Striking taxi drivers who left hundreds of late-night revellers stranded in Bristol city centre could take further action.
It is thought as many as nine out 10 cabbies due to work - more than 250 drivers - took part in the six-hour strike.
They took action in response to a series of new licensing regulations introduced by Bristol City Council earlier this month.
Bristol City Council is considering a number of measures, including making drivers in the city's 712-strong hackney fleet respray their cabs in "Bristol blue" within the next three years at their own expense.
The council says it also wants to restrict advertising on vehicles and impose a 10-year life span on them.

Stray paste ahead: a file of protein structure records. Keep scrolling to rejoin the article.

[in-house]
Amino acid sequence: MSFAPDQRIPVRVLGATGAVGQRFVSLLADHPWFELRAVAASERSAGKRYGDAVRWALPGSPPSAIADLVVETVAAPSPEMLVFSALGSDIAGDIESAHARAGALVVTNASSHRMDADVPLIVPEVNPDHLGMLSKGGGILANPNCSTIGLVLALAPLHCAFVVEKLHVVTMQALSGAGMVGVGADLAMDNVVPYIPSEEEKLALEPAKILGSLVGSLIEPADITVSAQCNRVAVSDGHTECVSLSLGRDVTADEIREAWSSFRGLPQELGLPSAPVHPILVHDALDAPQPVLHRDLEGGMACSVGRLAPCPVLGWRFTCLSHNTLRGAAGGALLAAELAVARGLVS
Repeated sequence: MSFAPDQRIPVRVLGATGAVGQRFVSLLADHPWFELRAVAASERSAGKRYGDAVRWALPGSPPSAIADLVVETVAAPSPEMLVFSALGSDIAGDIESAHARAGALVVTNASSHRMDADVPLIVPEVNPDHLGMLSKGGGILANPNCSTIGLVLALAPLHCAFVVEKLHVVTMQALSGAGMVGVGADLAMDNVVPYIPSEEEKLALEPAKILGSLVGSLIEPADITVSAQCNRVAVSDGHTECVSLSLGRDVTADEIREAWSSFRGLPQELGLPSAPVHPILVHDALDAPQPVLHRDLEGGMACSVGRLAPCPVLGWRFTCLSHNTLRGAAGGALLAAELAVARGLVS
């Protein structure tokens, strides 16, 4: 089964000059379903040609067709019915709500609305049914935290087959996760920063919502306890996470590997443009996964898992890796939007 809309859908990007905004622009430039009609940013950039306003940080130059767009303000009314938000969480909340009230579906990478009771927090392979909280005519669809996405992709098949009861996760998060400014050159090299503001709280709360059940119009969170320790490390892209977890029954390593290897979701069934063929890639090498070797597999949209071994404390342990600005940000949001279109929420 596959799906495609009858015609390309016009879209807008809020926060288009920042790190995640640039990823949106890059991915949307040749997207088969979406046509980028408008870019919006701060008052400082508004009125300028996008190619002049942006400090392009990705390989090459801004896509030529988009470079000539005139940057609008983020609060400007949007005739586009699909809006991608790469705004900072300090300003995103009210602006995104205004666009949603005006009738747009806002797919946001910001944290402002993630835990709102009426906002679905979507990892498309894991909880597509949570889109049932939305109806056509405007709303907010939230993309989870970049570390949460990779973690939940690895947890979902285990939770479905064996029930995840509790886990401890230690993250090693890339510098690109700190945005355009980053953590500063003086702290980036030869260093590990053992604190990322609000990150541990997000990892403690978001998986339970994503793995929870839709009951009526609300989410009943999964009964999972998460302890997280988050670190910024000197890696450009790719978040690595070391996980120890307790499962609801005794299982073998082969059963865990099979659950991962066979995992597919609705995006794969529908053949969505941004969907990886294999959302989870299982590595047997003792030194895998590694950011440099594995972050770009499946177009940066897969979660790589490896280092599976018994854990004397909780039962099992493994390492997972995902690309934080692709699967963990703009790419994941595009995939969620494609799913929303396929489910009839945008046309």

Cabbies say the colour switch would cost them an average of £2,500 per car, a total bill of £1.8 million, and feel three years is not enough time to make the changes.
There are usually 300 taxi drivers working on a Saturday night but only a handful picked up passengers in the city centre during the strike, which did not draw much public support.
Young women, in particular, objected to the action saying it made it dangerous for them to get home late at night.
Chief Inspector Rob Dean, of the Bristol Community Safety team, had advised people to pre-plan their return journeys or consider going home before the strike began.